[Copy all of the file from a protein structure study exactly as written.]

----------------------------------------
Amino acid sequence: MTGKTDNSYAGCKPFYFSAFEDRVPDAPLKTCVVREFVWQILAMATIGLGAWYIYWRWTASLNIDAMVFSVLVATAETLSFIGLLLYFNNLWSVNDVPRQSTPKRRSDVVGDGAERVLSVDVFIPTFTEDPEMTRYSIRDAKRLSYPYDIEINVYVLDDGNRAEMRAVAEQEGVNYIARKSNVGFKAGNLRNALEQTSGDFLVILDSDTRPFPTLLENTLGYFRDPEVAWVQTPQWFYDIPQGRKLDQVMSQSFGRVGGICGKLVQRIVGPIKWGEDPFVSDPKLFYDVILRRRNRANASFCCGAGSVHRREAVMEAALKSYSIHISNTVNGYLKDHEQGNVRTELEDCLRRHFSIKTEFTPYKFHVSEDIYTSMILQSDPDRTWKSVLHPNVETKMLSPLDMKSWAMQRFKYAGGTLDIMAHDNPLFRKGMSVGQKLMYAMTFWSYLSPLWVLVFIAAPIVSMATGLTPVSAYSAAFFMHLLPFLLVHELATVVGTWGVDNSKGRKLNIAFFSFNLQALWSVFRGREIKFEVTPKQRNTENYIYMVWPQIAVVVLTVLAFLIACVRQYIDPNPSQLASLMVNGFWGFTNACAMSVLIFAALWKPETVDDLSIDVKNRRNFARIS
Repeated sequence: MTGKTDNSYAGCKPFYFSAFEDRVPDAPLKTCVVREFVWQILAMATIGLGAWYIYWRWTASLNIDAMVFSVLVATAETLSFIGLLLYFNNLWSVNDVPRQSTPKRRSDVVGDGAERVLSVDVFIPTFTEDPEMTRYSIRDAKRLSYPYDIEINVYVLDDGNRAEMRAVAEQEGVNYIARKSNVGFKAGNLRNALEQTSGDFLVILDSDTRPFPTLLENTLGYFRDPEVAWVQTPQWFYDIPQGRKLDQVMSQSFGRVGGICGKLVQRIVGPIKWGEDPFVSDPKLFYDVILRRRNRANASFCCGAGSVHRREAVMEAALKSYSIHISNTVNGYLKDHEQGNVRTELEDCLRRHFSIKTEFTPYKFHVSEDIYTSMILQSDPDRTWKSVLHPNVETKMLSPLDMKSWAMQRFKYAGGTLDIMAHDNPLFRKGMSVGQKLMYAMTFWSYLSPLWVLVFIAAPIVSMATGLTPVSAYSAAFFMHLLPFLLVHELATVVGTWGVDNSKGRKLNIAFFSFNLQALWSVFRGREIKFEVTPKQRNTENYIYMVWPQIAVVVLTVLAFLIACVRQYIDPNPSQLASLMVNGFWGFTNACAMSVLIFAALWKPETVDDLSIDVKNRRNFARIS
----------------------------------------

Amino acid sequence: MTGKTDNSYAGCKPFYFSAFEDRVPDAPLKTCVVREFVWQILAMATIGLGAWYIYWRWTASLNIDAMVFSVLVATAETLSFIGLLLYFNNLWSVNDVPRQSTPKRRSDVVGDGAERVLSVDVFIPTFTEDPEMTRYSIRDAKRLSYPYDIEINVYVLDDGNRAEMRAVAEQEGVNYIARKSNVGFKAGNLRNALEQTSGDFLVILDSDTRPFPTLLENTLGYFRDPEVAWVQTPQWFYDIPQGRKLDQVMSQSFGRVGGICGKLVQRIVGPIKWGEDPFVSDPKLFYDVILRRRNRANASFCCGAGSVHRREAVMEAALKSYSIHISNTVNGYLKDHEQGNVRTELEDCLRRHFSIKTEFTPYKFHVSEDIYTSMILQSDPDRTWKSVLHPNVETKMLSPLDMKSWAMQRFKYAGGTLDIMAHDNPLFRKGMSVGQKLMYAMTFWSYLSPLWVLVFIAAPIVSMATGLTPVSAYSAAFFMHLLPFLLVHELATVVGTWGVDNSKGRKLNIAFFSFNLQALWSVFRGREIKFEVTPKQRNTENYIYMVWPQIAVVVLTVLAFLIACVRQYIDPNPSQLASLMVNGFWGFTNACAMSVLIFAALWKPETVDDLSIDVKNRRNFARIS
Repeated sequence: MTGKTDNSYAGCKPFYFSAFEDRVPDAPLKTCVVREFVWQILAMATIGLGAWYIYWRWTASLNIDAMVFSVLVATAETLSFIGLLLYFNNLWSVNDVPRQSTPKRRSDVVGDGAERVLSVDVFIPTFTEDPEMTRYSIRDAKRLSYPYDIEINVYVLDDGNRAEMRAVAEQEGVNYIARKSNVGFKAGNLRNALEQTSGDFLVILDSDTRPFPTLLENTLGYFRDPEVAWVQTPQWFYDIPQGRKLDQVMSQSFGRVGGICGKLVQRIVGPIKWGEDPFVSDPKLFYDVILRRRNRANASFCCGAGSVHRREAVMEAALKSYSIHISNTVNGYLKDHEQGNVRTELEDCLRRHFSIKTEFTPYKFHVSEDIYTSMILQSDPDRTWKSVLHPNVETKMLSPLDMKSWAMQRFKYAGGTLDIMAHDNPLFRKGMSVGQKLMYAMTFWSYLSPLWVLVFIAAPIVSMATGLTPVSAYSAAFFMHLLPFLLVHELATVVGTWGVDNSKGRKLNIAFFSFNLQALWSVFRGREIKFEVTPKQRNTENYIYMVWPQIAVVVLTVLAFLIACVRQYIDPNPSQLASLMVNGFWGFTNACAMSVLIFAALWKPETVDDLSIDVKNRRNFARIS